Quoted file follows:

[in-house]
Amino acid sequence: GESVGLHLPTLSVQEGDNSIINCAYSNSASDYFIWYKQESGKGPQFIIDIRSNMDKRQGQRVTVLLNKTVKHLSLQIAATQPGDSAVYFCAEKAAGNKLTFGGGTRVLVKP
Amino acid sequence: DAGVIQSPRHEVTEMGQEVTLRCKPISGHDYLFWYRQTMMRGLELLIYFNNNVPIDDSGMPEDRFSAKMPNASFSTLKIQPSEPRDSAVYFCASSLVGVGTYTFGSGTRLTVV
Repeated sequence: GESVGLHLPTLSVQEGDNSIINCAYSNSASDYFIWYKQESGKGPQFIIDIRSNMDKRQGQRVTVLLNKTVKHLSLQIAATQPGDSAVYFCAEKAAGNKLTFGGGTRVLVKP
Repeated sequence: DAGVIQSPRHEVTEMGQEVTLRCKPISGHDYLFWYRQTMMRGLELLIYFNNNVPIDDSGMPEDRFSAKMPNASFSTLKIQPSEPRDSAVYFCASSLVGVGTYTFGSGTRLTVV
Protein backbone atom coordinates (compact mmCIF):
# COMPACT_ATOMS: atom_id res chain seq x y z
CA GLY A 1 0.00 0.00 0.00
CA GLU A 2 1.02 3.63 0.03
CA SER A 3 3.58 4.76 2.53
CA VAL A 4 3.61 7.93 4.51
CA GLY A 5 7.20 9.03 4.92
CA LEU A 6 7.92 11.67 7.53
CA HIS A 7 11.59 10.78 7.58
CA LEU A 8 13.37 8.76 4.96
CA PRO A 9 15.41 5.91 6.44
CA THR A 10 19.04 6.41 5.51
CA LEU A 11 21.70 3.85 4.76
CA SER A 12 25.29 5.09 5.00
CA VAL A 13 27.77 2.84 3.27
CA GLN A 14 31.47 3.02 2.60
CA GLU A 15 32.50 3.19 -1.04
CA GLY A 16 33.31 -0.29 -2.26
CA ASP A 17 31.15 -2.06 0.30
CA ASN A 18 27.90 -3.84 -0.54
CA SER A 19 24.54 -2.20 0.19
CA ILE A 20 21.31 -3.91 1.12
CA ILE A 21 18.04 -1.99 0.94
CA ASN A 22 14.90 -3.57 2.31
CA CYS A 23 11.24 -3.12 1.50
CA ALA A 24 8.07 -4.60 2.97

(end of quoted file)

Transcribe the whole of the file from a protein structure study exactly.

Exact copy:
[in-house]
Amino acid sequence: GESVGLHLPTLSVQEGDNSIINCAYSNSASDYFIWYKQESGKGPQFIIDIRSNMDKRQGQRVTVLLNKTVKHLSLQIAATQPGDSAVYFCAEKAAGNKLTFGGGTRVLVKP
Amino acid sequence: DAGVIQSPRHEVTEMGQEVTLRCKPISGHDYLFWYRQTMMRGLELLIYFNNNVPIDDSGMPEDRFSAKMPNASFSTLKIQPSEPRDSAVYFCASSLVGVGTYTFGSGTRLTVV
Repeated sequence: GESVGLHLPTLSVQEGDNSIINCAYSNSASDYFIWYKQESGKGPQFIIDIRSNMDKRQGQRVTVLLNKTVKHLSLQIAATQPGDSAVYFCAEKAAGNKLTFGGGTRVLVKP
Repeated sequence: DAGVIQSPRHEVTEMGQEVTLRCKPISGHDYLFWYRQTMMRGLELLIYFNNNVPIDDSGMPEDRFSAKMPNASFSTLKIQPSEPRDSAVYFCASSLVGVGTYTFGSGTRLTVV
Protein backbone atom coordinates (compact mmCIF):
# COMPACT_ATOMS: atom_id res chain seq x y z
CA GLY A 1 0.00 0.00 0.00
CA GLU A 2 1.02 3.63 0.03
CA SER A 3 3.58 4.76 2.53
CA VAL A 4 3.61 7.93 4.51
CA GLY A 5 7.20 9.03 4.92
CA LEU A 6 7.92 11.67 7.53
CA HIS A 7 11.59 10.78 7.58
CA LEU A 8 13.37 8.76 4.96
CA PRO A 9 15.41 5.91 6.44
CA THR A 10 19.04 6.41 5.51
CA LEU A 11 21.70 3.85 4.76
CA SER A 12 25.29 5.09 5.00
CA VAL A 13 27.77 2.84 3.27
CA GLN A 14 31.47 3.02 2.60
CA GLU A 15 32.50 3.19 -1.04
CA GLY A 16 33.31 -0.29 -2.26
CA ASP A 17 31.15 -2.06 0.30
CA ASN A 18 27.90 -3.84 -0.54
CA SER A 19 24.54 -2.20 0.19
CA ILE A 20 21.31 -3.91 1.12
CA ILE A 21 18.04 -1.99 0.94
CA ASN A 22 14.90 -3.57 2.31
CA CYS A 23 11.24 -3.12 1.50
CA ALA A 24 8.07 -4.60 2.97